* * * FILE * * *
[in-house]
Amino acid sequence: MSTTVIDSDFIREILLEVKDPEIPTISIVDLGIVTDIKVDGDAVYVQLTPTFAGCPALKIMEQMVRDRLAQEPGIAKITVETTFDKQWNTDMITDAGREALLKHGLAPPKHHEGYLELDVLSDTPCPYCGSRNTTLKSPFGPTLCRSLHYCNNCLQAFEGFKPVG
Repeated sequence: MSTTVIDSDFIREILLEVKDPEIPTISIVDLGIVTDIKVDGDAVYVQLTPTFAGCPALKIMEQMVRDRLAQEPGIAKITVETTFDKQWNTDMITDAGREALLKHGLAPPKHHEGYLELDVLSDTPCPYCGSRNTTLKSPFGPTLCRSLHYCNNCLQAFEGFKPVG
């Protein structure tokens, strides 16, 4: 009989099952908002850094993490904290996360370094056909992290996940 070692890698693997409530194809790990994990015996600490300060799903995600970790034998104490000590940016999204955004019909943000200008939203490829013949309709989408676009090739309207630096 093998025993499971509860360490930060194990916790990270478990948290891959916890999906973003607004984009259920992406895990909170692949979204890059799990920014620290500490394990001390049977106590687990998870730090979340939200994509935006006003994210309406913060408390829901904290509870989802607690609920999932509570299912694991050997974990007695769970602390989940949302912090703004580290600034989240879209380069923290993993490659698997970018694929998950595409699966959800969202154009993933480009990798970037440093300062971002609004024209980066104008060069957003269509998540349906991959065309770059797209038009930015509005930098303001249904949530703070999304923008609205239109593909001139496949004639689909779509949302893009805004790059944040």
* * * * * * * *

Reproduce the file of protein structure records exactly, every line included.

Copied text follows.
[in-house]
Amino acid sequence: MSTTVIDSDFIREILLEVKDPEIPTISIVDLGIVTDIKVDGDAVYVQLTPTFAGCPALKIMEQMVRDRLAQEPGIAKITVETTFDKQWNTDMITDAGREALLKHGLAPPKHHEGYLELDVLSDTPCPYCGSRNTTLKSPFGPTLCRSLHYCNNCLQAFEGFKPVG
Repeated sequence: MSTTVIDSDFIREILLEVKDPEIPTISIVDLGIVTDIKVDGDAVYVQLTPTFAGCPALKIMEQMVRDRLAQEPGIAKITVETTFDKQWNTDMITDAGREALLKHGLAPPKHHEGYLELDVLSDTPCPYCGSRNTTLKSPFGPTLCRSLHYCNNCLQAFEGFKPVG
């Protein structure tokens, strides 16, 4: 009989099952908002850094993490904290996360370094056909992290996940 070692890698693997409530194809790990994990015996600490300060799903995600970790034998104490000590940016999204955004019909943000200008939203490829013949309709989408676009090739309207630096 093998025993499971509860360490930060194990916790990270478990948290891959916890999906973003607004984009259920992406895990909170692949979204890059799990920014620290500490394990001390049977106590687990998870730090979340939200994509935006006003994210309406913060408390829901904290509870989802607690609920999932509570299912694991050997974990007695769970602390989940949302912090703004580290600034989240879209380069923290993993490659698997970018694929998950595409699966959800969202154009993933480009990798970037440093300062971002609004024209980066104008060069957003269509998540349906991959065309770059797209038009930015509005930098303001249904949530703070999304923008609205239109593909001139496949004639689909779509949302893009805004790059944040």